“As we adjust to a world transformed by a global pandemic we stand committed and ready to supporting existing programs and finding new ways to invest in underserved and underrepresented populations,” stated Senate President Karen E. Spilka (D-Ashland).“I am thrilled to see this bill authorizes additional much-needed supports for childcare providers. I am equally proud to see this borrowing bill directs resources to a program aimed at supporting communities of color. I would like to thank all my colleagues, including House Speaker DeLeo and Senator Michael Rodrigues, for their work priorities.”

“House and Senate members made certain that the components of this legislation would have positive wide-ranging impacts for our residents over many key areas. We modernize the state's economic, justice and education systems, harden our cybersecurity capabilities and combat food insecurity with farm and fisheries grants to make food supply channels more robust and connect those in need with food resources,” said Senate Minority Leader Bruce Tarr (R - Gloucester).

“This bond bill provides over $1.5 billion in critical funding for library construction, public safety initiatives, food security programs, and technology upgrades throughout state and local government,” said House Minority Leader Bradley H. Jones, Jr. (R-North Reading). “These are important investments that will allow Massachusetts to continue to address its infrastructure needs while also responding to the many challenges presented by the COVID-19 global pandemic.”

The capital plan, which includes $794 million for state and local general technology and physical infrastructure, features the following targeted investments.

· $110 million in public safety infrastructure and equipment

· $134 million in statewide economic development grants and reinvestment in disproportionately impacted communities

· $80 million in educational IT and infrastructure grants, including $50 million to assist public schools in facilitating remote learning environments

· $10 million to fund technology investments at community health centers

· $37 million in food security grants

· $25 million in capital improvements for licensed early education and care providers and after school programs to ensure safe reopening during COVID-19

· $30 million in public safety accountability technologies including body cameras and a race and ethnicity data sharing system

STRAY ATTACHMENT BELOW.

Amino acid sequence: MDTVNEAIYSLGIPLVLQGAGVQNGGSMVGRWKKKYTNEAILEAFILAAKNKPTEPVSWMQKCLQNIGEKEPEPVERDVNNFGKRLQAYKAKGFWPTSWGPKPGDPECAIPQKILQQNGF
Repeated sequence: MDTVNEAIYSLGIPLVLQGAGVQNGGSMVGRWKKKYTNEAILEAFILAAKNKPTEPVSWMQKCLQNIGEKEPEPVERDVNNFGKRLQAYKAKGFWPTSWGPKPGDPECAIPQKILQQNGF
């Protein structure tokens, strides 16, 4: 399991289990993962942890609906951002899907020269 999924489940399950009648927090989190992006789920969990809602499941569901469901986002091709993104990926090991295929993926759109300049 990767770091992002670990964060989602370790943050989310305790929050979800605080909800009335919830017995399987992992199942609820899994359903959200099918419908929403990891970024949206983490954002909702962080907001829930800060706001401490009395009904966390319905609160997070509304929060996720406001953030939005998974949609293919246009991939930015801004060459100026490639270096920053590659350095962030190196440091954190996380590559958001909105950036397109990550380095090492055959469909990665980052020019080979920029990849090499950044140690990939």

The legislation has now been signed into law by Governor Baker.


State public health officials announce season’s third human case of EEE in the Commonwealth

Risk levels raised in three communities

The Massachusetts Department of Public Health (DPH) today announced that laboratory testing confirmed the third human case of Eastern Equine Encephalitis (EEE) virus infection. The individual is a male in his 90s who was exposed to EEE in Plymouth County. As a result, the EEE risk level in Halifax has been raised to critical, and the EEE risk level in East Bridgewater and Hanson has been raised to high. All three municipalities are in Plymouth County.

Across the Commonwealth, there are now four municipalities at critical risk, nine at high risk, and 18 at moderate risk for EEE. DPH continues to work with the local health departments and the Massachusetts Department of Agricultural Resources to coordinate mosquito surveillance and appropriate public health response activities. All residents are reminded to use mosquito repellent any time they are outside, and those in high and critical risk communities are advised to schedule their outdoor activity to avoid the dusk to dawn hours to reduce exposure to the mosquitoes most likely to spread EEE.

EEE is a rare but potentially fatal disease that can affect people of all ages. There have already been two other human cases identified this year. In 2019, there were 12 human cases of EEE in Massachusetts with 6 deaths. EEE virus has been found in 64 mosquito samples this year, over 70 percent of them in species of mosquitoes capable of spreading the virus to people. Information about current mosquito activity will continue to be updated regularly and can be found here.

People have an important role to play in protecting themselves and their loved ones from illnesses caused by mosquitoes. DPH recommends the preventive measures below.

Avoid Mosquito Bites
Apply Insect Repellent when Outdoors. Use a repellent with an EPA-registered ingredient (DEET (N, N-diethyl-m-toluamide), permethrin, picaridin (KBR 3023), oil of lemon eucalyptus (pmenthane 3, 8-diol (PMD) or IR3535) according to the instructions on the product label. DEET products should not be used on infants under two months of age and should be used in concentrations of 30% or less on older children. Oil of lemon eucalyptus should not be used on children under three years of age.